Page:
Change Order Request To Your Home During Construction

Some builders do not allow changes because, it delays the completion schedule. Changes often require submittal to the city’s building department for approval. Any item that requires a licensed individual plumber, electrician, heat & air will need to be submitted as an addendum to the original plan to the building department. This is also true when and structural items i.e. moving a structural wall a few inches or more. These changes will require a diagram and engineer’s calculations.

Changes take time and cost money. The builder will likely charge what seems to be an exorbitant amount but there is more than just installing a few additional outlets . . . change addendum submittal and approval to the city, construction delay, completion delay, additional expense to the builder to carry the construction loan longer should they exceed the target date. Some of these changes will influence more than electrical and drywall there may be some other finish detail consequences that were unanticipated.

Always get changes to the plans and things that the Super agrees to fix in writing because . . .  The Super you are working with may not be the same Super that you finish your project with. The new Super did not make the promise and has no idea what his predecessor volunteered to do. Without something in writing it is unlikely that the change will ever get done.

Sales staff are typically your friend, cheerful, upbeat, they aim to please. They have been known to agree to some construction changes that will make you happy while in the immediate conversation BUT a change order still needs to be drafted and signed by the builder and you. You would be surprised how the Super never hears about verbal changes that the sales team offered. So IN THE END when you have insisted numerous times that your change request has not been addressed it may become impossible to execute UNLESS you possess a signed Change Order.

REMEMBER – the smoothest most agreeable changes to your future home should take place before the structural frame is erected and certainly before the walls are covered inside and out.

Tract Builders & Customer Service

For ten years prior to 2008 many builders were indifferent customer service oriented. They were not particularly cooperative with the potential home owner; not many of them were willing or agreeable to make construction changes during the building process. When the housing market collapsed in 2008 many of the builders (I understand nearly 50%) went out of business and were absorbed by healthier building competitors. The reorganization of the building industry and desperate times meant that much of their construction staff was laid off, tradesmen migrated away from Texas for more lucrative work elsewhere such as oil fields. There were delays in manufacturing and the delivery of building products since everything related to building was cutting back labor and production i.e. lumber, drywall and brick. The quality of the workmanship suffered for about four years since knowledgeable subcontractors were replaced by less experienced subs and builders were running skeleton crews which were stretched out and overworked. At this time builders were NOW on their best behavior. They were willing to make changes, provide discounts, determined to keep the customer happy during the construction process and close the deal. They working out of fear and uncertain how the near future would unfold.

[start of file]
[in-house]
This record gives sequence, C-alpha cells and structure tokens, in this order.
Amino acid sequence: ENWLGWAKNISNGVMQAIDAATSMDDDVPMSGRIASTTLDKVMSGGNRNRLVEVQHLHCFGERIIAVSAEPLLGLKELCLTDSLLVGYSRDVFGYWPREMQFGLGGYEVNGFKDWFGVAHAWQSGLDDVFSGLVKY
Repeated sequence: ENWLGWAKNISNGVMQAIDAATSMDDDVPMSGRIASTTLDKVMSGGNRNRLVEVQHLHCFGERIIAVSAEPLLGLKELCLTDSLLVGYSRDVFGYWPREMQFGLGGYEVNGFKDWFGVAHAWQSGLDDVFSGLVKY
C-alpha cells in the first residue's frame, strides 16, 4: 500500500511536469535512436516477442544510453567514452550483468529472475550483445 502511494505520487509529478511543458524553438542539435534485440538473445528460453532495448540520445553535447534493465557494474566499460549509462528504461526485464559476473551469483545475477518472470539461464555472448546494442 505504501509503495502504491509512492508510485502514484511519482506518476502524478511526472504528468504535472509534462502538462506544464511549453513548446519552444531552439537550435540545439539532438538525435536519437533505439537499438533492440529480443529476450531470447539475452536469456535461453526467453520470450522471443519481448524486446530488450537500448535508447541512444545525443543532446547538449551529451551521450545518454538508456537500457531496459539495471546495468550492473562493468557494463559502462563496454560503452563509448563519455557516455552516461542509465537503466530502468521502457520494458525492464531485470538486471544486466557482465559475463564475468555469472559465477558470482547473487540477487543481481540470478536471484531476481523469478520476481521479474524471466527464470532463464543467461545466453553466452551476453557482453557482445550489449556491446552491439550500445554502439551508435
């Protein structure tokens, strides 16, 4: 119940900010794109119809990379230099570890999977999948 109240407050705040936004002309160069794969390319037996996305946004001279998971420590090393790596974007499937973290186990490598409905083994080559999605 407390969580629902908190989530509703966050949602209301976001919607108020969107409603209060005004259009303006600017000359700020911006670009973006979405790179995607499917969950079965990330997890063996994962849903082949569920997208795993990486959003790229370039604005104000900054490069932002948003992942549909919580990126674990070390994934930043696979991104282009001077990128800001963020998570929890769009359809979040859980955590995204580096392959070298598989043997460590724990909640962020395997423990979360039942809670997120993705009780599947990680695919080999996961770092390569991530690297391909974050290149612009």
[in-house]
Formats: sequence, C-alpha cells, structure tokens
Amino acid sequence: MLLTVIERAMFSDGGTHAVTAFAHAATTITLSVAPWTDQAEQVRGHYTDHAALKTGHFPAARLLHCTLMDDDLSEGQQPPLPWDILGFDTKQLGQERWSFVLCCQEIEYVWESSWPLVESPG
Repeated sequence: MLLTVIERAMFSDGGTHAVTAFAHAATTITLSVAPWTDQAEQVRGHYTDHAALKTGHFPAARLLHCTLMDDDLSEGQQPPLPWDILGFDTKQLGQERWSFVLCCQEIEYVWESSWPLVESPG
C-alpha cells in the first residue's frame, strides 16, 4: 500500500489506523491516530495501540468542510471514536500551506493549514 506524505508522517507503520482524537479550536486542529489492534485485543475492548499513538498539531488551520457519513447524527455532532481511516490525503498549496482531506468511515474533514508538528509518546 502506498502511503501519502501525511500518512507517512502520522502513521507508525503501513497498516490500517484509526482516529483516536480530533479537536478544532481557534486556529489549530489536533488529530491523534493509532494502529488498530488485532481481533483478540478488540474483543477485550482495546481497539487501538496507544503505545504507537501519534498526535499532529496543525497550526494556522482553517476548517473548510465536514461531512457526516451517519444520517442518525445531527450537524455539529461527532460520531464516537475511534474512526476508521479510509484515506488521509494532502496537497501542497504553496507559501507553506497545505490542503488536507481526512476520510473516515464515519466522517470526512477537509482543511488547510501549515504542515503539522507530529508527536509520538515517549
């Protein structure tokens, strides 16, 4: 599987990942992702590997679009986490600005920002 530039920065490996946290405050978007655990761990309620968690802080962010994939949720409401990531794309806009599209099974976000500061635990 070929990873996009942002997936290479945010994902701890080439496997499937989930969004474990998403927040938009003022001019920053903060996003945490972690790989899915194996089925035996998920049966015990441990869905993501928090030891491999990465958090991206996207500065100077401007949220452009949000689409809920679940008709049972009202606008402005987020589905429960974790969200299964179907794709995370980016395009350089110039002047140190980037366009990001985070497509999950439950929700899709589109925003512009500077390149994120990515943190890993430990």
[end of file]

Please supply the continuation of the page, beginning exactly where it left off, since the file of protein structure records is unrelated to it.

As the building market returned around 2011, home design had become more energy efficient (starting around 2005) and cost of construction and materials increased. Labor cost did not increase much if any across the board. Suddenly builders struggled to keep up with the demand for housing as new employers relocated thousands of their employees to north Texas. Housing demand spiked from 2012 until middle of 2017. The builders seemed to be raising their sales cost per square foot monthly (because of demand and supply) and soon had returned to the prior builder habits – builder first and customer second. They learned that if the customer was frustrated with some aspect of the building, quality, timing, or other that they were ok with terminating the contract with the buyer and then selling the house for more . . . because they could.

The new home market finally hit a wall . . .  it slowed down around mid-2017 since the prices finally got to a point which no longer made sense for the consumer. Many people that relocated were families of two to four in size purchasing 4,000 SF homes with optimism that prices would continue to rise and that they have made a good investment – we will see. Prices have recently dropped, as the market demand has tapered off.

New Website for AAdvanced Inspections

Yes it has been several years since any major revisions to our site. Hopefully you will find the new site refreshing and easier to navigate. I will be leaving helpful information very soon under the headings of Clients Q&A, Home Maintenance, inspection Comments. I look forward to sharing with you.